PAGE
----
Most of us will continue with sensible policies such as recycling, using cleaner energy, protecting and developing forests – we don’t need to be bullied into that.

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  • crunchy
    I believed the emails were hacked. But emails are often little more than chitchat and throwaway remarks, full of humour and irony. In themselves these are nothing to get upset about, though it looks like there’s a good outcry brewing. Looks like the climate people are going to receive a lot more flak than the bankers. And they don’t even get bonuses.

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  • @ #2 general….I couldn’t agree more!

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  • 28. nomad

    This is about taxation and the spin offs, nothing more. That’s what I questioned..If this was valid, would it not be better that revenue went back into government for investment to help cure the problem instead of being funneled into historically dubious private enterprises.

    Our government has an appalling record to date on climate solutions. It did not add up to me on a genuine level.

    In my humble opinion.

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  • cat and canary says:

    I’m not a climatoligist, but in my previous life as an academic, I can say I have never ever ever heard of scientists falsifying or deliberately destroying data.

    But the exchange of emails is highly irregular, and damaging to the scientific world. It would indicate that there may be irregular funding sources, driving both the for and against camps. But its not a global conspiracy IMO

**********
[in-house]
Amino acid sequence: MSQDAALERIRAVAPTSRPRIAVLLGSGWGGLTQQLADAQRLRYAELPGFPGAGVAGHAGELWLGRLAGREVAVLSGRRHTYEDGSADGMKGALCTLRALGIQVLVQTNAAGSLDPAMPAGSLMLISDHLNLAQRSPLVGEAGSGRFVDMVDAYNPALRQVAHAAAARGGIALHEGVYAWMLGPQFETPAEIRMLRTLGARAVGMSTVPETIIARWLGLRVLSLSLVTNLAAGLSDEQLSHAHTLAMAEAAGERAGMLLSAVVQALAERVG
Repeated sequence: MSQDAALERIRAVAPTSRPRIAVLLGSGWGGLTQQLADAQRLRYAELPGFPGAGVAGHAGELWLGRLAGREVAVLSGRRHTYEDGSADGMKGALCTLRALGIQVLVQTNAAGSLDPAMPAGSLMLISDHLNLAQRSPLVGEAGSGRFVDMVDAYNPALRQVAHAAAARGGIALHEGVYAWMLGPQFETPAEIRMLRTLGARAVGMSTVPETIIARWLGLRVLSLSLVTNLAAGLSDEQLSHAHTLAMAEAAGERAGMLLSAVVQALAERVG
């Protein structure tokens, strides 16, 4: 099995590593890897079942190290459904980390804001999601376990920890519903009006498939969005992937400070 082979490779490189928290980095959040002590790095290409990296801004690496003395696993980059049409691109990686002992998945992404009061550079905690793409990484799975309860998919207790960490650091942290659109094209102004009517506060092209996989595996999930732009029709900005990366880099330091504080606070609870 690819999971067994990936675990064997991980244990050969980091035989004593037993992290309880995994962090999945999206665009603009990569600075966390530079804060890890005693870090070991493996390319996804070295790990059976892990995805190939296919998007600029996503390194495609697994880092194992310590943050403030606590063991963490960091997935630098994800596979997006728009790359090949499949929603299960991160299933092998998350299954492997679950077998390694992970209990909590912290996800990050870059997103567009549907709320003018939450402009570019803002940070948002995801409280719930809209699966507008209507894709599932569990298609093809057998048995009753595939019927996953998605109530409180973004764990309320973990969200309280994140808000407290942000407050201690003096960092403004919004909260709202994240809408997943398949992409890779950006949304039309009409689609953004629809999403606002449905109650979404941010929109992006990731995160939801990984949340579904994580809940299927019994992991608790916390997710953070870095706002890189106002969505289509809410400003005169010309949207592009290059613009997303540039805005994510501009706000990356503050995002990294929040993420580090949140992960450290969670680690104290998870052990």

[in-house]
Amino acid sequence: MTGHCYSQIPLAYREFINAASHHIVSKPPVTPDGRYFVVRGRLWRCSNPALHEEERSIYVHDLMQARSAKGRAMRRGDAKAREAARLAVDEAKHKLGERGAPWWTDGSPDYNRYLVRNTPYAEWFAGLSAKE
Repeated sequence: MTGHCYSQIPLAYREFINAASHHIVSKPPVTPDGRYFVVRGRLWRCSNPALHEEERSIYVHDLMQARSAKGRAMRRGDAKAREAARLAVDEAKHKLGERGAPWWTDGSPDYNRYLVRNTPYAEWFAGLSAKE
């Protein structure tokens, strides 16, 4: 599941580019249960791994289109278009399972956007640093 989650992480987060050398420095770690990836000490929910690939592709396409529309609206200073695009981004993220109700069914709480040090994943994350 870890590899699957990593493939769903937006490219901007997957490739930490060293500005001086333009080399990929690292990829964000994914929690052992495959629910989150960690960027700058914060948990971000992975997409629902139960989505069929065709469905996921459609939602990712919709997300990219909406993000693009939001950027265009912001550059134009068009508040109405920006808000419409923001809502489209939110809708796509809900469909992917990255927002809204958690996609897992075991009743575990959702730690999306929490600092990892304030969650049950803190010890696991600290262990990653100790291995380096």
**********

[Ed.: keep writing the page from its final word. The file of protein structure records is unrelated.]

I believe in global warming is true, not because I know anything about it, but because a panel of thousands of scientists believe it.
    No scientist I have ever met are so motivated by money that they would be part of a huge conspiracy, funded by the government. 99.9% of scientists I’ve known were motivated by one thing…getting there name on papers. Because that gets them recognition within the university and a Professorship.

    And if I could prove that global warming was a complete hoax then I would no doubt get my name printed in every major prestigious scientific journal going. There’s no way a global scientific conspiracy could be hidden for very long. The government has a very bad track record for hiding things anyway! But then I could be bluffing 🙂

    Now they could be wrong about global warming. But do you want to take a “wait and see” approach???? True, its going to cost a lot of money, but there is one very positive side effect: That we get rid of our dependency on oil, and hence hopefully one day stop meddling in middle eastern politics. That would make the world a safer place would it not?